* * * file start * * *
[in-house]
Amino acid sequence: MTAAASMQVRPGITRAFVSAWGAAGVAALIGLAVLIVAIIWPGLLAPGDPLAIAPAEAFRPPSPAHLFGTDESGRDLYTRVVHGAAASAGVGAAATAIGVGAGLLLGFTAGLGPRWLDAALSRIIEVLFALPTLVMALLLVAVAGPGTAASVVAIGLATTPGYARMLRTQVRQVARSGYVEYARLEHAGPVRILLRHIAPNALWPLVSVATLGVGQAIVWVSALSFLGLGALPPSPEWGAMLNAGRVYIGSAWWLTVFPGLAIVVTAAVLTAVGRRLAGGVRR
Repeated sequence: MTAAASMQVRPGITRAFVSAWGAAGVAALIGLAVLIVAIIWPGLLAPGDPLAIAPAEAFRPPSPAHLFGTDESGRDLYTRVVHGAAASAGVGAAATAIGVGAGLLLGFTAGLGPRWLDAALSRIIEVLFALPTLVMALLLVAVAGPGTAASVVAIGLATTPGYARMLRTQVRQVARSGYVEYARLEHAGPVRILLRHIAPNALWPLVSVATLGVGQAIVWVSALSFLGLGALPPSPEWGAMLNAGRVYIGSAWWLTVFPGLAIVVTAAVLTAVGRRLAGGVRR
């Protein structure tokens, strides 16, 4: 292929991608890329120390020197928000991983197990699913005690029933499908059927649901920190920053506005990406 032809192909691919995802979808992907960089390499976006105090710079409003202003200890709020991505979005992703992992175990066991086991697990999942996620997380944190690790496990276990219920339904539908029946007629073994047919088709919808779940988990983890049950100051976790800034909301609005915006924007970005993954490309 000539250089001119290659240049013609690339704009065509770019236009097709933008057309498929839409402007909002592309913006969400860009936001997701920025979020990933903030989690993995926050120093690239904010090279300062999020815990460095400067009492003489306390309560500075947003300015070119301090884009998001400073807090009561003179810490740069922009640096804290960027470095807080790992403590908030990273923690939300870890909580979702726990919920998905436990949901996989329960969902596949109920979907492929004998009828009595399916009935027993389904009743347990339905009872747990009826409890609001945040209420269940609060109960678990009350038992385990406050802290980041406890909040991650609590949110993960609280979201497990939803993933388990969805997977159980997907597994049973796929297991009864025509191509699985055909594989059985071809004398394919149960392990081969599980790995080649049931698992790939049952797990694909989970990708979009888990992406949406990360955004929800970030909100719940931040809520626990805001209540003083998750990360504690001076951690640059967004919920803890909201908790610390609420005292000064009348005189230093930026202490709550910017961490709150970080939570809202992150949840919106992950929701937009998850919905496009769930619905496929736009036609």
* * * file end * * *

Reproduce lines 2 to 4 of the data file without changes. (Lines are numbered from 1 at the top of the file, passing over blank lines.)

Amino acid sequence: MTAAASMQVRPGITRAFVSAWGAAGVAALIGLAVLIVAIIWPGLLAPGDPLAIAPAEAFRPPSPAHLFGTDESGRDLYTRVVHGAAASAGVGAAATAIGVGAGLLLGFTAGLGPRWLDAALSRIIEVLFALPTLVMALLLVAVAGPGTAASVVAIGLATTPGYARMLRTQVRQVARSGYVEYARLEHAGPVRILLRHIAPNALWPLVSVATLGVGQAIVWVSALSFLGLGALPPSPEWGAMLNAGRVYIGSAWWLTVFPGLAIVVTAAVLTAVGRRLAGGVRR
Repeated sequence: MTAAASMQVRPGITRAFVSAWGAAGVAALIGLAVLIVAIIWPGLLAPGDPLAIAPAEAFRPPSPAHLFGTDESGRDLYTRVVHGAAASAGVGAAATAIGVGAGLLLGFTAGLGPRWLDAALSRIIEVLFALPTLVMALLLVAVAGPGTAASVVAIGLATTPGYARMLRTQVRQVARSGYVEYARLEHAGPVRILLRHIAPNALWPLVSVATLGVGQAIVWVSALSFLGLGALPPSPEWGAMLNAGRVYIGSAWWLTVFPGLAIVVTAAVLTAVGRRLAGGVRR
């Protein structure tokens, strides 16, 4: 292929991608890329120390020197928000991983197990699913005690029933499908059927649901920190920053506005990406 032809192909691919995802979808992907960089390499976006105090710079409003202003200890709020991505979005992703992992175990066991086991697990999942996620997380944190690790496990276990219920339904539908029946007629073994047919088709919808779940988990983890049950100051976790800034909301609005915006924007970005993954490309 000539250089001119290659240049013609690339704009065509770019236009097709933008057309498929839409402007909002592309913006969400860009936001997701920025979020990933903030989690993995926050120093690239904010090279300062999020815990460095400067009492003489306390309560500075947003300015070119301090884009998001400073807090009561003179810490740069922009640096804290960027470095807080790992403590908030990273923690939300870890909580979702726990919920998905436990949901996989329960969902596949109920979907492929004998009828009595399916009935027993389904009743347990339905009872747990009826409890609001945040209420269940609060109960678990009350038992385990406050802290980041406890909040991650609590949110993960609280979201497990939803993933388990969805997977159980997907597994049973796929297991009864025509191509699985055909594989059985071809004398394919149960392990081969599980790995080649049931698992790939049952797990694909989970990708979009888990992406949406990360955004929800970030909100719940931040809520626990805001209540003083998750990360504690001076951690640059967004919920803890909201908790610390609420005292000064009348005189230093930026202490709550910017961490709150970080939570809202992150949840919106992950929701937009998850919905496009769930619905496929736009036609």